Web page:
26 April 2020
Simon Thornley, epidemiologist with the Covid Plan B Group, says parents who need to send their children to school this week should not be fearful, as the chance of exposure to Covid-19 is very low and their chance of being harmed if they catch it is extremely small.
Thornley says in a post to the Plan B website that the risk is not the same for everyone.
“Your risk of dying from the virus is about the same as your risk of dying that year given your age.
“This means that children of school age are extremely low risk for having severe complications from the virus.
“It is very sensible for the government to open schools. I believe that this will help build higher levels of immunity in children to act as barriers for the spread to elderly and those with pre-existing medical conditions. These people are the ones we really want to protect from the virus.
“Modellers have concluded that school closures are unlikely to be an effective strategy for halting Covid-19.”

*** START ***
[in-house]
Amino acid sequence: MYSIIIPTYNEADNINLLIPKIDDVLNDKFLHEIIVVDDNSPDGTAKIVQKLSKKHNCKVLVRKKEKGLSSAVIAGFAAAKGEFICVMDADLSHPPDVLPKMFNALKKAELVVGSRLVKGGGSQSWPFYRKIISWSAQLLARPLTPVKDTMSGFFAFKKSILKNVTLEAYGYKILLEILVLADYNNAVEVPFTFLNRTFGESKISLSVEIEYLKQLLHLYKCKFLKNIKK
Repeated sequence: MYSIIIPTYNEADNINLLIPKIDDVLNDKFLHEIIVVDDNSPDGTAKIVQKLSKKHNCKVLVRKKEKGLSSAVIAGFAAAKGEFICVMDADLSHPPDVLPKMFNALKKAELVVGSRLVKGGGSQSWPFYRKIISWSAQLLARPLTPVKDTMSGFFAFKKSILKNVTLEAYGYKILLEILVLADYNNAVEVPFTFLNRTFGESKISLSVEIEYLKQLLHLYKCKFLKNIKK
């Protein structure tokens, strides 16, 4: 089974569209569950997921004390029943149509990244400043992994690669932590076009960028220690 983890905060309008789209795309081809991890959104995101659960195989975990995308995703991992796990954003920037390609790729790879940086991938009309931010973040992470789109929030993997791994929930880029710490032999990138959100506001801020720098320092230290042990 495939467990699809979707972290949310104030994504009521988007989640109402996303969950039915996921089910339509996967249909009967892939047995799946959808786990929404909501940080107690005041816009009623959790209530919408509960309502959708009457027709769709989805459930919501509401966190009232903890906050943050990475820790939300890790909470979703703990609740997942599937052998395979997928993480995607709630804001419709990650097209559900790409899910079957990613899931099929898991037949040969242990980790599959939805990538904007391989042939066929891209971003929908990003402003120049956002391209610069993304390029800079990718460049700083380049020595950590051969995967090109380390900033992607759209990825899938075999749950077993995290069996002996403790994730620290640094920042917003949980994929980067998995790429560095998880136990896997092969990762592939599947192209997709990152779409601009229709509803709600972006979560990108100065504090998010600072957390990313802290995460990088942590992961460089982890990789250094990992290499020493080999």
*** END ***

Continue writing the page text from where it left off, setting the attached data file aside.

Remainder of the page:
In a systematic review of scientific studies relating to Covid-19 in children, the authors concluded that children had a much milder response to the virus than for adults. Of three children that required intensive care, all had severe underlying conditions.
In one case-series in China, 90% of test-positive cases had no symptoms attributable to the virus. Of all children, infants are more likely to have severe complications.
One possible objection to returning to school is that adults could catch the infection from children.
“While this is possible, an analysis of cases from Shenzhen, China, shows that attack rates are higher in older adults and the majority of transmission occurs among household contacts.
New Zealand has had a Covid-19 cluster of about 92 students at Marist College in Mount Albert, Auckland. The first identified case was a teacher and 12 students have subsequently tested positive. The majority of cases have been adults and at the time of writing, 79 cases had recovered.
In New Zealand, there is little evidence of risk from spread of infection in children. According to the Ministry of Health, there were 18/344 or 5% of New Zealand’s active cases in people under the age of 20 years. Overseas data shows that immunity to the virus is building in populations that have been tested.